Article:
Wedge an iron at the 11 o’clock position on top of the rim protector but under the tire and flip it away from your body, then you will go to the 1 o’clock position and do the same. Leave those 2 irons in place (scud man removes his but this is why having 2 people is best) and use the 3rd placed at the 12 o'clock position. This will be your hardest one and when having a friend to pull from the other side for best leverage comes into play.






*** NOTE*** The tires should have a “dot” marking(or may use something like warning label check with manufacture, Dunlop’s have a dot) that you need to line up with the valve stem. Its supposed to be the lightest point of the tire. Here is a good picture showing the alignment




Now that the tire is on, use the compressor to air it up until you hear both beads pop. Put the valve core back in and inflate to desired PSI. Your done!

 

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Discussion Starter · #4 ·
Next you need to balance your wheels. Place the rod through the wheel and then screw the cones in place (just a little hex screw that secures it to the rod). Now give it a very light spin/tap and let it settle, the heavy spot will fall to the bottom. I found it best to use a piece of duct tape and place it directly at the top, then you can rotate the wheel down and use duct tape to place the weights on (may be redundant to some but I have been able to accurately and more quickly balance doing this). Start with 1 weight and see how that does, if it still moves and settles with the heavy spot at the bottom then place another weight and so on. Once balanced you should be able to rotate the tire to any position, stop it and it will not move. You can then remove backing from weights and stick them





Then install wheels and that’s it! feelsgoodman.jpg

Feel free to hit me up with any questions
 

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Nice write up. I learnt from watching scudmans vids as well. Saved me ALOT of money. Up here it was 100$ f&r for mount and balance, and I brought in just the rims with the old rubber off and new rubber half on the rim.
My total cost is 55$, not including 90* valve stems. 30$ for tire irons + 15$ for rim protectors but I also use cut out milk cartons + 5$ valve core remover. And for balancing I use jack stands, a metal rod and a couple bearings, 5$ if you already have jack stands.
To get the rims off the ground I just used a couple scrap 2x4s and a towel over top, lifts high enough so the rotors don't touch ground.


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nice write-up, thanks :hello:
 

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Discussion Starter · #13 ·
Nice write up. I learnt from watching scudmans vids as well. Saved me ALOT of money. Up here it was 100$ f&r for mount and balance, and I brought in just the rims with the old rubber off and new rubber half on the rim.
My total cost is 55$, not including 90* valve stems. 30$ for tire irons + 15$ for rim protectors but I also use cut out milk cartons + 5$ valve core remover. And for balancing I use jack stands, a metal rod and a couple bearings, 5$ if you already have jack stands.
To get the rims off the ground I just used a couple scrap 2x4s and a towel over top, lifts high enough so the rotors don't touch ground.


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There is definatly a few cheaper ways to do it, I thought about doing the whole balance off pitbul stands, and again with plastic cut outs but just decided to make the investment because Ill be doing it for myself and friends.

Cool writeup. I thought about doing this myself as well but after a little research on how much labor and new tools are involved I'll gladly pay the $30 per wheel not to have to bother.
More power to ya tho!


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Guess it also depends on how many tires you go through, with a couple track days and lots of commuting its worth it not to mention hooking up my buddies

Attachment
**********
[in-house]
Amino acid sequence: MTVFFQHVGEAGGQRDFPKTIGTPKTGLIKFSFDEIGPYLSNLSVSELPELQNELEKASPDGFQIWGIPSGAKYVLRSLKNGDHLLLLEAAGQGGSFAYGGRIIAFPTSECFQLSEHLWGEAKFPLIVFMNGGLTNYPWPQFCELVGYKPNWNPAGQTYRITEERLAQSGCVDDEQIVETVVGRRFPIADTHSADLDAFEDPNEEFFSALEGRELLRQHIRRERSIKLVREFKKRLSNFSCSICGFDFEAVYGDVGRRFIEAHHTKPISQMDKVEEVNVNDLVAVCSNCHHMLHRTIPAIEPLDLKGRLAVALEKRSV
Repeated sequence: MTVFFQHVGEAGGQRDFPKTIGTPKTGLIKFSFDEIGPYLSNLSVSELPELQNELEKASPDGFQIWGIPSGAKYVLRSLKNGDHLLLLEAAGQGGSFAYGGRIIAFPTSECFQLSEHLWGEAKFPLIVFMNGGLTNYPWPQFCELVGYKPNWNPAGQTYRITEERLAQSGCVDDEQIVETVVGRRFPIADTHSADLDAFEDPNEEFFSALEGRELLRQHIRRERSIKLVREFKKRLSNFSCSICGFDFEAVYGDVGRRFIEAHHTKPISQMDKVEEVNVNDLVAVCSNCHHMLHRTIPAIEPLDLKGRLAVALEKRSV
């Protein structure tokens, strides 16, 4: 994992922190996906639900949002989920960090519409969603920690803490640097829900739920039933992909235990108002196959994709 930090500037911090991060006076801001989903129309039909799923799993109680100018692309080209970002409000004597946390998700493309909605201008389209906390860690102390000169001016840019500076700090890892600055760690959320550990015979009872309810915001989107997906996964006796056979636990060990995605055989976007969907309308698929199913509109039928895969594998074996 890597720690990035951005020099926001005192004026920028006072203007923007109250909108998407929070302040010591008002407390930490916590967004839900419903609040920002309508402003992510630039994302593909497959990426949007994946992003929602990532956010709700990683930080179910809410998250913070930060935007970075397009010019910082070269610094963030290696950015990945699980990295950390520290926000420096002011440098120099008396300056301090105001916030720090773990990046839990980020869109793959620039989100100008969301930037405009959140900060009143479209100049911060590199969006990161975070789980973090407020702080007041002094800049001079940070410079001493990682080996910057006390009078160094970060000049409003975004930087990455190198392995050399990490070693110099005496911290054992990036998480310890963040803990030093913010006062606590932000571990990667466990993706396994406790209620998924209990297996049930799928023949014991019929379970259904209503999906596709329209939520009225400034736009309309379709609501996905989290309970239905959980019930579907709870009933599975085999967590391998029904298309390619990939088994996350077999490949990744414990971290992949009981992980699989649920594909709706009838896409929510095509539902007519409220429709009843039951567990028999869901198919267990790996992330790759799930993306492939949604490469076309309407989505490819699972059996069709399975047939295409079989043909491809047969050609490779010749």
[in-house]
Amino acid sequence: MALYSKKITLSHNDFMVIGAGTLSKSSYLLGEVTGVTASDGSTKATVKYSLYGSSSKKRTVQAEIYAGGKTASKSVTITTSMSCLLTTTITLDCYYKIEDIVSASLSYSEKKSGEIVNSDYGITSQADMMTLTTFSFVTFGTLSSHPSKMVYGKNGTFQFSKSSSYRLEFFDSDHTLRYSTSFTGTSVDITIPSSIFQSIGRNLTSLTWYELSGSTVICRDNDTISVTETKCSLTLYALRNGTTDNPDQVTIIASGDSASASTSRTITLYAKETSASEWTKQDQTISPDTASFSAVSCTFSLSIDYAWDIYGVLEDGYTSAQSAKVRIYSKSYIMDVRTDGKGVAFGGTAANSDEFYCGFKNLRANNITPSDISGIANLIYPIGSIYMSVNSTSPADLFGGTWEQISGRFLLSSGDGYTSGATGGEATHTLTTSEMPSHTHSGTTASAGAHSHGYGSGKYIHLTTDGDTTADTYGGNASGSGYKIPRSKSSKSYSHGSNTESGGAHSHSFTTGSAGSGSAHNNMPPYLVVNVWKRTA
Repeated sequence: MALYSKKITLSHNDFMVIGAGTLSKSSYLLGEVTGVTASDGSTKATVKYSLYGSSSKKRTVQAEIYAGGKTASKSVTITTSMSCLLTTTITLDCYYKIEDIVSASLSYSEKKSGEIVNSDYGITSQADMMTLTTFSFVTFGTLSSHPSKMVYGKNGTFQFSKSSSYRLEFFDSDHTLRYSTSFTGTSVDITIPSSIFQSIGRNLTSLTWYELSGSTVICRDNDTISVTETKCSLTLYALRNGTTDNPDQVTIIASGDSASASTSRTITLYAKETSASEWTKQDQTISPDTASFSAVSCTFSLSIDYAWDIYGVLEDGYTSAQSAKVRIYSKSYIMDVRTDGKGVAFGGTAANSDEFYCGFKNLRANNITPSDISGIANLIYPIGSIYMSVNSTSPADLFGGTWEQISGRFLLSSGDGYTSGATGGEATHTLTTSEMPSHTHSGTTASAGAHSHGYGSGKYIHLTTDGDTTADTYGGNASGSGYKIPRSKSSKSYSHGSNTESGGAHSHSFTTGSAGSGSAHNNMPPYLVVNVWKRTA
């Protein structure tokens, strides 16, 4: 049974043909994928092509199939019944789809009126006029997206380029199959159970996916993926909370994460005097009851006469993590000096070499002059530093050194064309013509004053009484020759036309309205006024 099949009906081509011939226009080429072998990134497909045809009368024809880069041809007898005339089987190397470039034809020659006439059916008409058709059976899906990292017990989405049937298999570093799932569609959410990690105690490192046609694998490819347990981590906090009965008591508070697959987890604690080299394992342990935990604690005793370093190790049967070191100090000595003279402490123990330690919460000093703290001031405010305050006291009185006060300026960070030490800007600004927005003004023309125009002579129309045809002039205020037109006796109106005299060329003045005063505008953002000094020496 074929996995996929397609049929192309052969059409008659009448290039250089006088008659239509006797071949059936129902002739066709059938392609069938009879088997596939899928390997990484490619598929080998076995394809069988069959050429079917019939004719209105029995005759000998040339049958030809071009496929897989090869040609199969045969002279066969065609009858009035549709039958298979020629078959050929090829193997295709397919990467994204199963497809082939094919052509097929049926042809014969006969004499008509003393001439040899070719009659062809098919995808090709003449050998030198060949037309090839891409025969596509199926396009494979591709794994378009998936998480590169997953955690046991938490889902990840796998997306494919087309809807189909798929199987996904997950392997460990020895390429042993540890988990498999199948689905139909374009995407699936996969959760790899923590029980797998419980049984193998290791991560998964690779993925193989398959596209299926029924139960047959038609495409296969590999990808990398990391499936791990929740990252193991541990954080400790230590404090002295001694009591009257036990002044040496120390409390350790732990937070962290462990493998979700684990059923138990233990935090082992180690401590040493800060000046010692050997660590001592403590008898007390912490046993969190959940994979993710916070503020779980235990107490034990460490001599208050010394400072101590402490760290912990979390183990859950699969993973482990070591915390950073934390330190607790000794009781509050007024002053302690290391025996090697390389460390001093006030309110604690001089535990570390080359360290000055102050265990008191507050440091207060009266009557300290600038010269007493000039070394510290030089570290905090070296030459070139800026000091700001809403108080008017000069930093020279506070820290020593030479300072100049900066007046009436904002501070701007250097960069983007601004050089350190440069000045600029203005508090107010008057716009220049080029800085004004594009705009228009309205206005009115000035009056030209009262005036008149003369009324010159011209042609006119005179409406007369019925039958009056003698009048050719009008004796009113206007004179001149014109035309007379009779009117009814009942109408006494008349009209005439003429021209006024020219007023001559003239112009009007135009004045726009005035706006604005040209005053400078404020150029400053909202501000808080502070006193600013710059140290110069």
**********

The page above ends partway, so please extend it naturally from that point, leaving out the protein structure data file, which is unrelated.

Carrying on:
Nice write up! I'll stick to doing tire changes on my NoMar in less than 5 minutes apiece by myself though.... ;)
On that poverty time but one day
 

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Never had a tire changed for me on my dirtbikes. Always just did it myself. For some reason, street bike tire changes though...well, I just stayed away. Thank you for posting all of the info. Will start working my own tires soon enough!
 

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Discussion Starter · #16 ·
I don't understand why you need the tire changer/bead breaker and 3 tire irons.. He used two in the video. Why wouldn't the three piece set you linked to be adequate?
The tire changer is needed to get the rim off the ground, you could get around this by placing 2 - 2x4's under the wheel however the tire changer has a rod in the middle with a wing nut that secures the wheel in place makes things much easier (as you see him struggle when he is trying to place his knees on the wheel this does not happen in my case) and the bead breaker is self explanatory.

He used 2 irons in the video because hes prolly done a billion of them, the rule of thumb is the more leverage you have the best so I wanted to order an extra set of the 11inch irons, I am sure once I have done it alot I can get away with doing it only needing 2, but I bought everything and planned a day and did not want to need extra tools/parts (more of a just incase thing). Your mileage may vary :)
 

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Thanks for the writeup gat0rbait! Could you look @ my cart here and let me know if there is anything missing/anything you would change? I know the tires are out of stock so I'll be ordering those from STG.

My bike has angled valve stems already and they are reusable however do i still need to replace the valve cores? Are valve cores universal or do i need special ones?

Thanks buddy!



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Discussion Starter · #19 ·
Looks good to me not a fan of the beads but I have heard good things about them so to each their own. Do you have a decent compressor to pop the beads?

As far as the valve core I dont believe there is any reason to replace that I did some quick reading when I was researching and they really shouldn't go bad so I wouldnt worry about it.

GL with those power 3's man going to be sticky.
 

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Perfect thanks man! I have a little electric compressor here at my house that should probably be able to pop the beads, but if it cant my brother has a big 4hp compressor capable of keeping up with sand blasting so if mine cant his can lol.